# [Haskell-cafe] Horner's Rule, foldl, and direct recursion

Daniel Fischer daniel.is.fischer at web.de
Tue Mar 10 20:11:00 EDT 2009

```Am Mittwoch, 11. März 2009 00:58 schrieb R J:
> Given a list of decimal digits represented by Integers between 0 and 9--for
> example, the list [1,2,3, 4]--with the high-order digit at the left, the
> list can be converted to a decimal integer n using the following formula,
> an instance of Horner's rule:
>
>               n = 10 *  10 * 10 * 1 + 10 * 10 * 2 + 10 * 3 + 4
>                 = 10 * (10 * 10 * 1 + 10 * 2 + 3) + 4
>                 = 10 * (10 *(10 * 1 + 2) + 3) + 4
>
> In Haskell, the foldl function neatly captures this pattern:
>
> horner          :: [Integer] -> Integer
> horner          =  myFoldl timesPlus 0
>                    where timesPlus x y = 10 * x + y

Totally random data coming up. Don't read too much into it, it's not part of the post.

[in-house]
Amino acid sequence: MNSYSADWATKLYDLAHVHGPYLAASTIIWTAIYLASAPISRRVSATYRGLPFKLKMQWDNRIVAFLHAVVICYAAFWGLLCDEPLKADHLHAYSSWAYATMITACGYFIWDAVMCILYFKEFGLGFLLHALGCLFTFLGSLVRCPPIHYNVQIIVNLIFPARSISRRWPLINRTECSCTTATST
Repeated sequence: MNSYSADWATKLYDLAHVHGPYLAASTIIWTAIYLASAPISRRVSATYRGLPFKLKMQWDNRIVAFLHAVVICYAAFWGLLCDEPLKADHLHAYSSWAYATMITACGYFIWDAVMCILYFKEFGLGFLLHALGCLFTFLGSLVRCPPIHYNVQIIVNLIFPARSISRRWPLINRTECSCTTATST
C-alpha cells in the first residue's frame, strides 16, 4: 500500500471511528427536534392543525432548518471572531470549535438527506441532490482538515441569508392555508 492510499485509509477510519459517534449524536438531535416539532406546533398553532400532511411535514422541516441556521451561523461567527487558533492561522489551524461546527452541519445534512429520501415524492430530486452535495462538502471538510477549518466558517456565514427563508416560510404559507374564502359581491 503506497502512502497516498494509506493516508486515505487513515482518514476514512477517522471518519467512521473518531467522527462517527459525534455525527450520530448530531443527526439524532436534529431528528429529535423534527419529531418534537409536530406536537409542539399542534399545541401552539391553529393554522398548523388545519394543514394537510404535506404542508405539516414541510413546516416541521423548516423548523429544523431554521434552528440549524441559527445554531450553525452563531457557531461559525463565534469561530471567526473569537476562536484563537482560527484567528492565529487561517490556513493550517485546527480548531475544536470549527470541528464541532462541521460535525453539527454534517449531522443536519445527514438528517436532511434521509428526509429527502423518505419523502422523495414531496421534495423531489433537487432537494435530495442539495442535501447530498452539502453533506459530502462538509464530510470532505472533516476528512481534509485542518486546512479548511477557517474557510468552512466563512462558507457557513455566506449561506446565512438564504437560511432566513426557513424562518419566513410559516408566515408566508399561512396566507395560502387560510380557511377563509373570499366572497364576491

>
> What is the direct recursive calculation of this function without using the
> call to foldl?  In other words, what's the second equation of:
>
> horner2          :: [Integer] -> Integer
> horner2 []       =  0
> horner2 (x : xs) =  ?
>
> Given that we've already got the definition using foldl, it ought to be
> easy to express the second equation, but it's eluding me.
>
> Thanks.

horner2 (x:xs) = go x xs
where
go m [] = m
go m (y:ys) = go (10*m+y) ys

But I always write it as

foldl' ((+) . (*10)) 0
```